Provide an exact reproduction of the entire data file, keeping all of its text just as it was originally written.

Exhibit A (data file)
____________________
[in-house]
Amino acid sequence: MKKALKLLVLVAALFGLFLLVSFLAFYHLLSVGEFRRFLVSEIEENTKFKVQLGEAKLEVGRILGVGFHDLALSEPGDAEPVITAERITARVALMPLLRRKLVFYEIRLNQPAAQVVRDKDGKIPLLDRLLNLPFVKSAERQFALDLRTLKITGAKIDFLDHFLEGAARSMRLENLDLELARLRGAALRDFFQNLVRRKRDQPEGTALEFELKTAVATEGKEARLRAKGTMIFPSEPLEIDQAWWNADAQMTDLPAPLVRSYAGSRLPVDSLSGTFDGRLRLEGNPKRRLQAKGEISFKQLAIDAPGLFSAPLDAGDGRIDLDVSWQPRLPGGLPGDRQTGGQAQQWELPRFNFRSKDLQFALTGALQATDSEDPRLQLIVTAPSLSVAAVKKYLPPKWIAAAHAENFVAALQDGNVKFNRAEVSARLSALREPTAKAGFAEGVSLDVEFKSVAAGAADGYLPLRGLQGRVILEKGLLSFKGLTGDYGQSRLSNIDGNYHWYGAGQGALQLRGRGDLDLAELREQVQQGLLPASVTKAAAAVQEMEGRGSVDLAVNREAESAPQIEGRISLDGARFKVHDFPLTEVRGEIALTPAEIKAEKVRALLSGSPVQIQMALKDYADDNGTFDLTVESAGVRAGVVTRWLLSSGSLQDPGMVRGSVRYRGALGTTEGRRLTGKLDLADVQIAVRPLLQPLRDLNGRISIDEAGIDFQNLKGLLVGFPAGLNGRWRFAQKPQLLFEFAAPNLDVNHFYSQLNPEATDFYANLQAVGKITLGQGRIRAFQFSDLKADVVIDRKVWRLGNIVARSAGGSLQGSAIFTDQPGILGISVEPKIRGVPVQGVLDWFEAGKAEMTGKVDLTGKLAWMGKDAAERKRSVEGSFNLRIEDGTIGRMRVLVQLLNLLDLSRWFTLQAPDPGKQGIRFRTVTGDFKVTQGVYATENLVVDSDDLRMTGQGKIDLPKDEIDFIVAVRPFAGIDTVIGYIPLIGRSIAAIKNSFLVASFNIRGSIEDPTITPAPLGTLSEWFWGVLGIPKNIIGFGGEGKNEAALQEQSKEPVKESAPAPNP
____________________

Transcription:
[in-house]
Amino acid sequence: MKKALKLLVLVAALFGLFLLVSFLAFYHLLSVGEFRRFLVSEIEENTKFKVQLGEAKLEVGRILGVGFHDLALSEPGDAEPVITAERITARVALMPLLRRKLVFYEIRLNQPAAQVVRDKDGKIPLLDRLLNLPFVKSAERQFALDLRTLKITGAKIDFLDHFLEGAARSMRLENLDLELARLRGAALRDFFQNLVRRKRDQPEGTALEFELKTAVATEGKEARLRAKGTMIFPSEPLEIDQAWWNADAQMTDLPAPLVRSYAGSRLPVDSLSGTFDGRLRLEGNPKRRLQAKGEISFKQLAIDAPGLFSAPLDAGDGRIDLDVSWQPRLPGGLPGDRQTGGQAQQWELPRFNFRSKDLQFALTGALQATDSEDPRLQLIVTAPSLSVAAVKKYLPPKWIAAAHAENFVAALQDGNVKFNRAEVSARLSALREPTAKAGFAEGVSLDVEFKSVAAGAADGYLPLRGLQGRVILEKGLLSFKGLTGDYGQSRLSNIDGNYHWYGAGQGALQLRGRGDLDLAELREQVQQGLLPASVTKAAAAVQEMEGRGSVDLAVNREAESAPQIEGRISLDGARFKVHDFPLTEVRGEIALTPAEIKAEKVRALLSGSPVQIQMALKDYADDNGTFDLTVESAGVRAGVVTRWLLSSGSLQDPGMVRGSVRYRGALGTTEGRRLTGKLDLADVQIAVRPLLQPLRDLNGRISIDEAGIDFQNLKGLLVGFPAGLNGRWRFAQKPQLLFEFAAPNLDVNHFYSQLNPEATDFYANLQAVGKITLGQGRIRAFQFSDLKADVVIDRKVWRLGNIVARSAGGSLQGSAIFTDQPGILGISVEPKIRGVPVQGVLDWFEAGKAEMTGKVDLTGKLAWMGKDAAERKRSVEGSFNLRIEDGTIGRMRVLVQLLNLLDLSRWFTLQAPDPGKQGIRFRTVTGDFKVTQGVYATENLVVDSDDLRMTGQGKIDLPKDEIDFIVAVRPFAGIDTVIGYIPLIGRSIAAIKNSFLVASFNIRGSIEDPTITPAPLGTLSEWFWGVLGIPKNIIGFGGEGKNEAALQEQSKEPVKESAPAPNP